Inhibition of growth and of thymidine incorporation into DNA in Tetrahymena by chlorpromazine, pimozide and penfluridol.

Abstract

The antipsychotic drugs chlorpromazine, pimozide, and penfluridol caused a 50% inhibition of growth of Tetrahymena at concentrations of 4.5, 5.5, and 1.5 microM, respectively. The degree of growth inhibition was dependent on the concentration of cells; higher drug concentrations were needed to produce inhibition of denser cell cultures. Binding studies with penfluridol showed that 50% growth inhibition resulted when approximately 50 mumoles of drug were bound per 10(6) cells. A 20-min preincubation of cells with chlorpromazine (14.7 microM) inhibited DNA synthesis by 46%, and with penfluridol (4 microM) DNA synthesis was inhibited by 27%. The incorporation of labeled thymidine into the thymidine triphosphate pool was inhibited by chlorpromazine but not by penfluridol, indicating that the drugs produce their growth inhibitory effects by different mechanisms. TDP kinase activity was demonstrated in a particle-free fraction of the cells. Its enzymatic activity was not affected by added chlorpromazine, penfluridol, or calmodulin, suggesting that inhibition of DNA synthesis by these drugs may be a consequence of growth inhibition.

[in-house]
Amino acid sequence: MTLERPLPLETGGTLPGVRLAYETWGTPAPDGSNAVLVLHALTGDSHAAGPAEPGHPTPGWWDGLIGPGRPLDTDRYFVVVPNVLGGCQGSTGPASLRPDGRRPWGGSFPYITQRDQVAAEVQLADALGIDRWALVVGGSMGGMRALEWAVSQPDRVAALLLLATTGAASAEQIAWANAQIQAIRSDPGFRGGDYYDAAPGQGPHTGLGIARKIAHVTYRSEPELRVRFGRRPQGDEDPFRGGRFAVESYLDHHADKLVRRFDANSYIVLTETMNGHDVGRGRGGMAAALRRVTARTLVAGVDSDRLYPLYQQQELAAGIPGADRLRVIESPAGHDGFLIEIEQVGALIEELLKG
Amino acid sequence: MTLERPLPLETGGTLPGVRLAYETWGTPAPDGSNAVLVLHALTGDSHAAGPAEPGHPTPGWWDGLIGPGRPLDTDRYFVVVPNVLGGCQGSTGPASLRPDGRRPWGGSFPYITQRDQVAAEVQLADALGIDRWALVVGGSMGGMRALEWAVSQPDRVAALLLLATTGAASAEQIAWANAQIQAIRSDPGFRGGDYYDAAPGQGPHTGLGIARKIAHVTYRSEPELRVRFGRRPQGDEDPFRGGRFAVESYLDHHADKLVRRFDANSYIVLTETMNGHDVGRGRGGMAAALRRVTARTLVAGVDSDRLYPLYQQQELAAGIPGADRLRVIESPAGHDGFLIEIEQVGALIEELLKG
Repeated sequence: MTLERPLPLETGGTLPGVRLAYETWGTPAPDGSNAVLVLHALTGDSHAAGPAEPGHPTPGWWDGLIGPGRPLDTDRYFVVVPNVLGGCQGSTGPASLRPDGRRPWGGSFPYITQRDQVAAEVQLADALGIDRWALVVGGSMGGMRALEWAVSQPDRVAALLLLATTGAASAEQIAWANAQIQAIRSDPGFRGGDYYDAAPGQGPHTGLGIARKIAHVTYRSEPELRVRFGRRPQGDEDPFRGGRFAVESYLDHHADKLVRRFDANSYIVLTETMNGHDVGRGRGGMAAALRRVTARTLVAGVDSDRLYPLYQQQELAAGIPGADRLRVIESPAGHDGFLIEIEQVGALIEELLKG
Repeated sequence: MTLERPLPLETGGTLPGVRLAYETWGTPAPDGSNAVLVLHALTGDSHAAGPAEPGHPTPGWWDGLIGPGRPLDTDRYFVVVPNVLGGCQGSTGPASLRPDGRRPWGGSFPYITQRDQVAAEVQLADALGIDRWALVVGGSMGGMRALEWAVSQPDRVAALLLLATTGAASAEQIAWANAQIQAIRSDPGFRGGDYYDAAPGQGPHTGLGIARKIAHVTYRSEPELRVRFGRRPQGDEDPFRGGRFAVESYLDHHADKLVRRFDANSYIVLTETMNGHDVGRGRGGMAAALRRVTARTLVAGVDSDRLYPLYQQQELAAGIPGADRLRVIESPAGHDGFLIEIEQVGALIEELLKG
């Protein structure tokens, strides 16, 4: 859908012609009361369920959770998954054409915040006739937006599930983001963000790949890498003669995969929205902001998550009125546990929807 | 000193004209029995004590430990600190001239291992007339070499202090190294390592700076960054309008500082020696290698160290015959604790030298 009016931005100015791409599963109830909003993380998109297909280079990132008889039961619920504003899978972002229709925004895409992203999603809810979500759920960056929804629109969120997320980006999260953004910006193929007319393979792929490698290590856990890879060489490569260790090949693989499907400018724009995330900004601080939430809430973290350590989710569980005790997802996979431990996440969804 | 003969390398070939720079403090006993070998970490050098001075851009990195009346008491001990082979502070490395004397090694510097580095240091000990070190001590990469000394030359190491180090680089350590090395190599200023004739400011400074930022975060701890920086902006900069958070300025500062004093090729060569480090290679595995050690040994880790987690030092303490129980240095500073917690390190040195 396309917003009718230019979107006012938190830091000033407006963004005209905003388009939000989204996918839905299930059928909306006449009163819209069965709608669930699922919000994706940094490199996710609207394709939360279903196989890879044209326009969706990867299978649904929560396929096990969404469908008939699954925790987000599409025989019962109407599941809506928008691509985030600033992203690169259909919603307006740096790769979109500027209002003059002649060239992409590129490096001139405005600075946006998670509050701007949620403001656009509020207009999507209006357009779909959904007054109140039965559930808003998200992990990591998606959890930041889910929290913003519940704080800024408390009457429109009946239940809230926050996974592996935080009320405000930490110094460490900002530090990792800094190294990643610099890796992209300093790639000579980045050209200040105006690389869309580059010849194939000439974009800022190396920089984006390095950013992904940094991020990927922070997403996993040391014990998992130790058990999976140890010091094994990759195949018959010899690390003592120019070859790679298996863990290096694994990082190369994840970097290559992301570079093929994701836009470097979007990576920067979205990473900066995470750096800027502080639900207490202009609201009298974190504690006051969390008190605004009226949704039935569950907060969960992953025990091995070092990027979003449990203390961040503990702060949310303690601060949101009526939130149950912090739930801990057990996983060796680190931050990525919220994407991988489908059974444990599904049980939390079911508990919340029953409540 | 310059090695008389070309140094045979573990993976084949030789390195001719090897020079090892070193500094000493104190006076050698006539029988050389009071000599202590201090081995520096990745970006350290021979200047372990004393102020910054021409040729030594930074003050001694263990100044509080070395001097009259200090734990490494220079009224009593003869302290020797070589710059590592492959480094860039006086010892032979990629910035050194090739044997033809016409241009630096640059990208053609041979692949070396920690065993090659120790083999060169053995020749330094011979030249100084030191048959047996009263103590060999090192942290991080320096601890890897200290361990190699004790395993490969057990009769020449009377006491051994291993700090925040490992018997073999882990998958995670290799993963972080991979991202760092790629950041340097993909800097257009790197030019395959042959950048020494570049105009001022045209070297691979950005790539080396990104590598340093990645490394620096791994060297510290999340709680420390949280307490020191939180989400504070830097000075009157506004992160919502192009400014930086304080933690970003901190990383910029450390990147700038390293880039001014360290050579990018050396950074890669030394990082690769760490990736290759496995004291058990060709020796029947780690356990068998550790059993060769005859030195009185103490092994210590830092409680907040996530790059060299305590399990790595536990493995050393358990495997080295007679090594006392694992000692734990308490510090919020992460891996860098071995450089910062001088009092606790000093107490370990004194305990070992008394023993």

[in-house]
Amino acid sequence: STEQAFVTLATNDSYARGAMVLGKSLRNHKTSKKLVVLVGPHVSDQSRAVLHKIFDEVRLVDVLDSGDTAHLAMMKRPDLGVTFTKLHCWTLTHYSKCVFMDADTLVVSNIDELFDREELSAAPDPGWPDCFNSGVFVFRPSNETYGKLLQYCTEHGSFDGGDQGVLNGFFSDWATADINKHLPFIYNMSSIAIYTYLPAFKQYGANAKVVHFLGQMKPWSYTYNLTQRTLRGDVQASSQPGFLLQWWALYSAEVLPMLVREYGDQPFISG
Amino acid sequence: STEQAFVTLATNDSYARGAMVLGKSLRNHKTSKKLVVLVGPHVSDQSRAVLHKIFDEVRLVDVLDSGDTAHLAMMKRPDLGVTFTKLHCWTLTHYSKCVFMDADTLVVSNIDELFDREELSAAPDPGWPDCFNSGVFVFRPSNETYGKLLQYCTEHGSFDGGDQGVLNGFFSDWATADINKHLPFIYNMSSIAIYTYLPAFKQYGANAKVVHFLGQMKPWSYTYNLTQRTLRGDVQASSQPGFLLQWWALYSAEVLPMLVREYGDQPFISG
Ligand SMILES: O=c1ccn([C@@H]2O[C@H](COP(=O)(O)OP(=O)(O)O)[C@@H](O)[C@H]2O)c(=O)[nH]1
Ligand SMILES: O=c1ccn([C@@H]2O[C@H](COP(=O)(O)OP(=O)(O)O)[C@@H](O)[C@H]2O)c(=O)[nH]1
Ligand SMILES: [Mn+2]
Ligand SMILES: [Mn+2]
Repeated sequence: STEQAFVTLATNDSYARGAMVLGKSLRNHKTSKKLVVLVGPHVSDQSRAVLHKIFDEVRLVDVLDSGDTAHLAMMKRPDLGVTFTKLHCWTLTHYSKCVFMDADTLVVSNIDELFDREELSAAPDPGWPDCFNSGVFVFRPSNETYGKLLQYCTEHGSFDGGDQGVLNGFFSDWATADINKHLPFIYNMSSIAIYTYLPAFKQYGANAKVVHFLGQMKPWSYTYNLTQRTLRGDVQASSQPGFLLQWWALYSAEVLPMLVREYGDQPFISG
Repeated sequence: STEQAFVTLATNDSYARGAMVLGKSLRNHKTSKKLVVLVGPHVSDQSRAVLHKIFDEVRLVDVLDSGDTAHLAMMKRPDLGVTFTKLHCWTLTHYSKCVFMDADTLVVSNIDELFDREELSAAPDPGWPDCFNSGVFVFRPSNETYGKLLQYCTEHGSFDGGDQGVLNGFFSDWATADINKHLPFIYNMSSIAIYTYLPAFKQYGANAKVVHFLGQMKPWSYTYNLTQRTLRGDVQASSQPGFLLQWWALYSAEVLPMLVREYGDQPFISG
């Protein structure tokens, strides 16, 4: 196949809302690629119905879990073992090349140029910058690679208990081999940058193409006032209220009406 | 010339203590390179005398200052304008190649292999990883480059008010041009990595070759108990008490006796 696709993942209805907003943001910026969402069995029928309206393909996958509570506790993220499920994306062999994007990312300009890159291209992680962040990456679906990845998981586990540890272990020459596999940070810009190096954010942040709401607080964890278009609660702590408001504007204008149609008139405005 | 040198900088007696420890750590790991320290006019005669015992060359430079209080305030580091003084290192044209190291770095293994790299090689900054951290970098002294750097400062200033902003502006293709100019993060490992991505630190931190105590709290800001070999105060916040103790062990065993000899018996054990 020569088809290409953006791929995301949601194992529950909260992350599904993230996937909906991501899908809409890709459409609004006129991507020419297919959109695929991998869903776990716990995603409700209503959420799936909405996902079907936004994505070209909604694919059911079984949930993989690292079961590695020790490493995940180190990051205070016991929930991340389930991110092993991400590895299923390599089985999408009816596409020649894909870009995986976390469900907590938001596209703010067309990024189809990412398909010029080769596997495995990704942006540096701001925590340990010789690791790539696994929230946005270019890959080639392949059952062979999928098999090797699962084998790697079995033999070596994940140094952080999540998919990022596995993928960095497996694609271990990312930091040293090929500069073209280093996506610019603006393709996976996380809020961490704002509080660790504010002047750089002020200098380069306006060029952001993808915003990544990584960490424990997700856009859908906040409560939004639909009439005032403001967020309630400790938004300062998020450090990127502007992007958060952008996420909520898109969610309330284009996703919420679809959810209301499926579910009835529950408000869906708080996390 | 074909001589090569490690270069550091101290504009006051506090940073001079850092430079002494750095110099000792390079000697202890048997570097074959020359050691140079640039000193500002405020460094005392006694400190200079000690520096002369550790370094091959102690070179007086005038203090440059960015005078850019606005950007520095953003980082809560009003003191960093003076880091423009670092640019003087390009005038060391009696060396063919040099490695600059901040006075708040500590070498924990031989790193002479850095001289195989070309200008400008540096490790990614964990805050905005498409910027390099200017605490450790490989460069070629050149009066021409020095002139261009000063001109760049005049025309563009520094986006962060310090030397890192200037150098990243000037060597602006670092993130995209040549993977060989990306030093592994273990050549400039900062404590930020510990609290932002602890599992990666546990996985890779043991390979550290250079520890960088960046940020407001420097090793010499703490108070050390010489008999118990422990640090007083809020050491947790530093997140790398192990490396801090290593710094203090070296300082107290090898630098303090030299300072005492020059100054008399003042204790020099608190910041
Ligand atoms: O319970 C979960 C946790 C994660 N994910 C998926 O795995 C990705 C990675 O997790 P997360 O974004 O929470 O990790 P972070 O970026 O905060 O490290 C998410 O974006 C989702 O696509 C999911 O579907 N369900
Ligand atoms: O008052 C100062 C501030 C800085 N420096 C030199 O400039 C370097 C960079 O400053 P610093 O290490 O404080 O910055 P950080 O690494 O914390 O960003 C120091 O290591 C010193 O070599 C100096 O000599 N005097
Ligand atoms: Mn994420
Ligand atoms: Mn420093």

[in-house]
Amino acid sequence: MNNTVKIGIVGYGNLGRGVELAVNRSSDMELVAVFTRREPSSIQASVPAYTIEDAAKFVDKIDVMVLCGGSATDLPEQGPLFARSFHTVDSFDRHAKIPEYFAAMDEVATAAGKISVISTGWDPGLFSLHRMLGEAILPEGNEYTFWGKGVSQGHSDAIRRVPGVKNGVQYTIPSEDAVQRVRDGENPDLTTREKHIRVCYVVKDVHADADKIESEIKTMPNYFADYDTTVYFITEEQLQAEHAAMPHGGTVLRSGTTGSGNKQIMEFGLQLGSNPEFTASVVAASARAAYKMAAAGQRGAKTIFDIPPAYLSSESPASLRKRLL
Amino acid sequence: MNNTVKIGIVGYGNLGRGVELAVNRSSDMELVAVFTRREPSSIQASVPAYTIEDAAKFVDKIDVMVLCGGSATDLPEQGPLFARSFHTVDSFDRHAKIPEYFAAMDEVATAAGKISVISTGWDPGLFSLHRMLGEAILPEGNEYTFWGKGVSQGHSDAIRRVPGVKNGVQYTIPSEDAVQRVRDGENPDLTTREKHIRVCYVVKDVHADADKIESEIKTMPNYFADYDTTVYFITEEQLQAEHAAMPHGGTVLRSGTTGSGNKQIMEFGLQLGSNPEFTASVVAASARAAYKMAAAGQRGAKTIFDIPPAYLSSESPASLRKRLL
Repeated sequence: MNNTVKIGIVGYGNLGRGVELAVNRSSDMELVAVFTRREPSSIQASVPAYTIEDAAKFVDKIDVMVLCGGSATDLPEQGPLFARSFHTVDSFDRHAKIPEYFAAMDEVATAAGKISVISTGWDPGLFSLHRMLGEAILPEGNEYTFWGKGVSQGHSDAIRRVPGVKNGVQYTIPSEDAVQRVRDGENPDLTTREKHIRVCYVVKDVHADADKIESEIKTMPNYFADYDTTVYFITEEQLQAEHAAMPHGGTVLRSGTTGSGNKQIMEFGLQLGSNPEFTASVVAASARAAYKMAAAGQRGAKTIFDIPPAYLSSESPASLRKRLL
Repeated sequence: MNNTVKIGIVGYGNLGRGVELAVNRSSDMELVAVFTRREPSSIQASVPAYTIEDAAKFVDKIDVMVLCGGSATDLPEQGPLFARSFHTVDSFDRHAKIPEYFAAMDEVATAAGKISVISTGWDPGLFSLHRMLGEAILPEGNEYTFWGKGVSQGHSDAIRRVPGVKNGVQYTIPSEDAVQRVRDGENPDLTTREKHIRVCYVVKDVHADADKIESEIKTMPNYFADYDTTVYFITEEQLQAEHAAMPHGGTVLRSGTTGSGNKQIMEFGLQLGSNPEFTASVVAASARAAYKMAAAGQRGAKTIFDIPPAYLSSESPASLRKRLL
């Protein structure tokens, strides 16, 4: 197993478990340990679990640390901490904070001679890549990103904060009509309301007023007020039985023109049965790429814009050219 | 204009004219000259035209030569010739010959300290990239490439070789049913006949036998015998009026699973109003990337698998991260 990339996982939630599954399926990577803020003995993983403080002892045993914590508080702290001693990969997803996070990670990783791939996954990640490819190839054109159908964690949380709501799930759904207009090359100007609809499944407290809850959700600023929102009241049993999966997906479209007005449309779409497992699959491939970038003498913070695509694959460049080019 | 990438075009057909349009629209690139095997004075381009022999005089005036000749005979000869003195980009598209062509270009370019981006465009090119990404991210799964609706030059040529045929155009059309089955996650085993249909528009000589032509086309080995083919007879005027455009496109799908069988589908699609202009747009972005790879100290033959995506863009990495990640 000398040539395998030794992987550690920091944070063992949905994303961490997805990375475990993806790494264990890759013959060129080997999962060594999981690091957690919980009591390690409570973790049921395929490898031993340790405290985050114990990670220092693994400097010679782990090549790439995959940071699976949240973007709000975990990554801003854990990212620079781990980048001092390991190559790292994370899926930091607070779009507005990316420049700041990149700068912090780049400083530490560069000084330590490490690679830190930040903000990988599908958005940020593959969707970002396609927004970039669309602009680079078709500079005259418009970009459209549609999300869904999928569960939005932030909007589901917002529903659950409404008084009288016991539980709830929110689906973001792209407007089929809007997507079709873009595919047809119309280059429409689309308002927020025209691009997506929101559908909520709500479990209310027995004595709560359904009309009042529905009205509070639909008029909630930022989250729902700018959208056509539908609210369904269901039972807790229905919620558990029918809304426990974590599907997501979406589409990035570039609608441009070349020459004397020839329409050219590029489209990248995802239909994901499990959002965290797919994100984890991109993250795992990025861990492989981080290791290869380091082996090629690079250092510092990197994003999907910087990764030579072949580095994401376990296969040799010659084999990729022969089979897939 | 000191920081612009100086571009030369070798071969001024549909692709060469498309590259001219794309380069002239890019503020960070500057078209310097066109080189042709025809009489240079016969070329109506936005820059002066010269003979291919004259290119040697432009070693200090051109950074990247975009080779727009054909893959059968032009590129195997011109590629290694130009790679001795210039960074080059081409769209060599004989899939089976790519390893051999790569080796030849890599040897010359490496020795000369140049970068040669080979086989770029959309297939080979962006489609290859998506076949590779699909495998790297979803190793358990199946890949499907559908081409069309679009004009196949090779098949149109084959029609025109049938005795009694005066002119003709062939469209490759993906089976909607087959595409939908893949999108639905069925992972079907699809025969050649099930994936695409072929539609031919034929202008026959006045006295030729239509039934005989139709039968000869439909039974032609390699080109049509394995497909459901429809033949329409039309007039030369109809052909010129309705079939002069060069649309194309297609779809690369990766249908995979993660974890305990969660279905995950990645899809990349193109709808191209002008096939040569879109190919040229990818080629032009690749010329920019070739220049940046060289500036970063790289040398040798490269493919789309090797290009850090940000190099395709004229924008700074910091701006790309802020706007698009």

Cite this paper

@article{Keegan1983InhibitionOG, title={Inhibition of growth and of thymidine incorporation into DNA in Tetrahymena by chlorpromazine, pimozide and penfluridol.}, author={F P Keegan and Joseph Blum}, journal={The Journal of protozoology}, year={1983}, volume={30 2}, pages={397-402} }